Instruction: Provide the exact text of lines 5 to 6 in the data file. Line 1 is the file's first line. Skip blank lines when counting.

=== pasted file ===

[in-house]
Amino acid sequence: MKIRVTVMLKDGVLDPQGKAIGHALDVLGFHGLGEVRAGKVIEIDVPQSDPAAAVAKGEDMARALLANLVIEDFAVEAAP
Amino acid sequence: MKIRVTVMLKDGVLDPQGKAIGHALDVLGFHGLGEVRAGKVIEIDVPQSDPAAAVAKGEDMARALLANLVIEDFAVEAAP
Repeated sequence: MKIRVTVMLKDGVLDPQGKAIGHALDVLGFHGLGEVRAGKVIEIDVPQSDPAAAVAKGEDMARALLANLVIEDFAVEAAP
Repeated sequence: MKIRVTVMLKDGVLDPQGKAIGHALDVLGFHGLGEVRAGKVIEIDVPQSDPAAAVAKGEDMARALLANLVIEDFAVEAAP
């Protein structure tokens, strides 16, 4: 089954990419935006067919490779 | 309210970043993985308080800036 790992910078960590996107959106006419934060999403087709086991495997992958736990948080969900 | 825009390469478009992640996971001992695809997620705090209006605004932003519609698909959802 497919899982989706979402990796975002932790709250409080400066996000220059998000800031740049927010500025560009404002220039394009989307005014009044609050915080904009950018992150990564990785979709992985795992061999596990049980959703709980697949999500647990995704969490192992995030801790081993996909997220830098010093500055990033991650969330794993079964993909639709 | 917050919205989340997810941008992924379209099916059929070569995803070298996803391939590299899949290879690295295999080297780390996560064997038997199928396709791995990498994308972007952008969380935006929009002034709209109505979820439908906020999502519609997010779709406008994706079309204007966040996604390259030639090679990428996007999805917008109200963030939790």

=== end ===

Repeated sequence: MKIRVTVMLKDGVLDPQGKAIGHALDVLGFHGLGEVRAGKVIEIDVPQSDPAAAVAKGEDMARALLANLVIEDFAVEAAP
């Protein structure tokens, strides 16, 4: 089954990419935006067919490779 | 309210970043993985308080800036 790992910078960590996107959106006419934060999403087709086991495997992958736990948080969900 | 825009390469478009992640996971001992695809997620705090209006605004932003519609698909959802 497919899982989706979402990796975002932790709250409080400066996000220059998000800031740049927010500025560009404002220039394009989307005014009044609050915080904009950018992150990564990785979709992985795992061999596990049980959703709980697949999500647990995704969490192992995030801790081993996909997220830098010093500055990033991650969330794993079964993909639709 | 917050919205989340997810941008992924379209099916059929070569995803070298996803391939590299899949290879690295295999080297780390996560064997038997199928396709791995990498994308972007952008969380935006929009002034709209109505979820439908906020999502519609997010779709406008994706079309204007966040996604390259030639090679990428996007999805917008109200963030939790």